In the spirit of getting back into this blogging thing, I'm going to be forcing some semblance of structure onto myself and starting a post series. Over the next two weeks I'll be having something like one post per day on the comics of Michel Fiffe, as pictured above. I'll probably have posts on other things and people in there too, but it's going to be heavy on the Fiffe. Anyway, I'll chit-chat about a variety of things, from Fiffe's newest comic, Copra, to the one that I myself first heard of and which seems to be his most personal: Zegas. I'll talk the dry brush and the design language, the deep humanity and the ridiculous action; the whole kitten-caboodle, basically.
As I said above, I first heard of Michel Fiffe because of Zegas. I've long since forgotten how I became aware of it, but I have vague memories of browsing and bookmarking Fiffe's Etsy store years ago when Zegas Number One was the only comic in there. And of course I didn't buy the comic because I'm an idiot and because I, well, I didn't really know what it was, I guess. I was a bit of a different comics reader then, and it's hard to remember all the specifics now.
The last few years have seen three more comics show up in that store (assuming I didn't miss anything; I may well have), two of which have seen some good coverage by folks like Chris Sims and Tim Callahan and more. Zegas Number Two seems to have seen slightly less coverage by the bloggery folks (again, I've probably missed things) and it and its predecessor are the comics I hope to dig deepest into over the next two weeks or so.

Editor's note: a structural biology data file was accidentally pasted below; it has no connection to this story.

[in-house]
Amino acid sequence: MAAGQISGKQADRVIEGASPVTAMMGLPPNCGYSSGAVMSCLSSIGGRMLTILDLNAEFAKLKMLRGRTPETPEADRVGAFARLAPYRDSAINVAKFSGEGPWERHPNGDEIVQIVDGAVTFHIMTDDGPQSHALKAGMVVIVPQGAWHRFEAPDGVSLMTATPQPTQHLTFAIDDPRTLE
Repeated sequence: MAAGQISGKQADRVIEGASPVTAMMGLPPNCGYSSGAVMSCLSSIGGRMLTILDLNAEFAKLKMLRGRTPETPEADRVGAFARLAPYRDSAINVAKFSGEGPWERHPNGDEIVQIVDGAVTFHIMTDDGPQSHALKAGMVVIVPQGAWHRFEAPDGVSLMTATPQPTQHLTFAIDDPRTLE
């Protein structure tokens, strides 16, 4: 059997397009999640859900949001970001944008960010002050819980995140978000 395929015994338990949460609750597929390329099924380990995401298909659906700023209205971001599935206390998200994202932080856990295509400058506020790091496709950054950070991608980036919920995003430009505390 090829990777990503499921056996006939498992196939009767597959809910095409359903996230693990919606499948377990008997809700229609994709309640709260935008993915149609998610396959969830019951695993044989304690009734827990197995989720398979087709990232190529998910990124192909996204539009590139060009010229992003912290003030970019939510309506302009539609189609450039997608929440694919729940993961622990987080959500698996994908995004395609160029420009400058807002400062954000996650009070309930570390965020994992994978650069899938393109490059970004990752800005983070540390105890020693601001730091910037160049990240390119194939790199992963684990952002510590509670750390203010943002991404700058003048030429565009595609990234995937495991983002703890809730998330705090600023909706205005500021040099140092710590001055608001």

But still, all of these comics are treasures. Deeply, fractalistically encoded and the product of years of of dedication and practice. Highly chaotic, yet still aesthetically unified, each quite rather different and each yet still quite clearly of the same hand and eye. Such beautiful tension to these comics. For someone from my generation, with a modern worldly fusion to our comics upbringing, but with still some nostalgia for the possibilities inherent in the super-genre, this is the good stuff. The strong stuff. The stuff from Earth-2 where all of the comics are this good and this individual and diverse.
So join me please, dear reader, over the next couple of weeks, as we zoom into the world of Michel Fiffe, from Habana '76 and sex and sibling relations and art-comix and possible Dash Shaw references to basic craft and style and layout.
Comics; alive and snarling. Kisses, ya'll.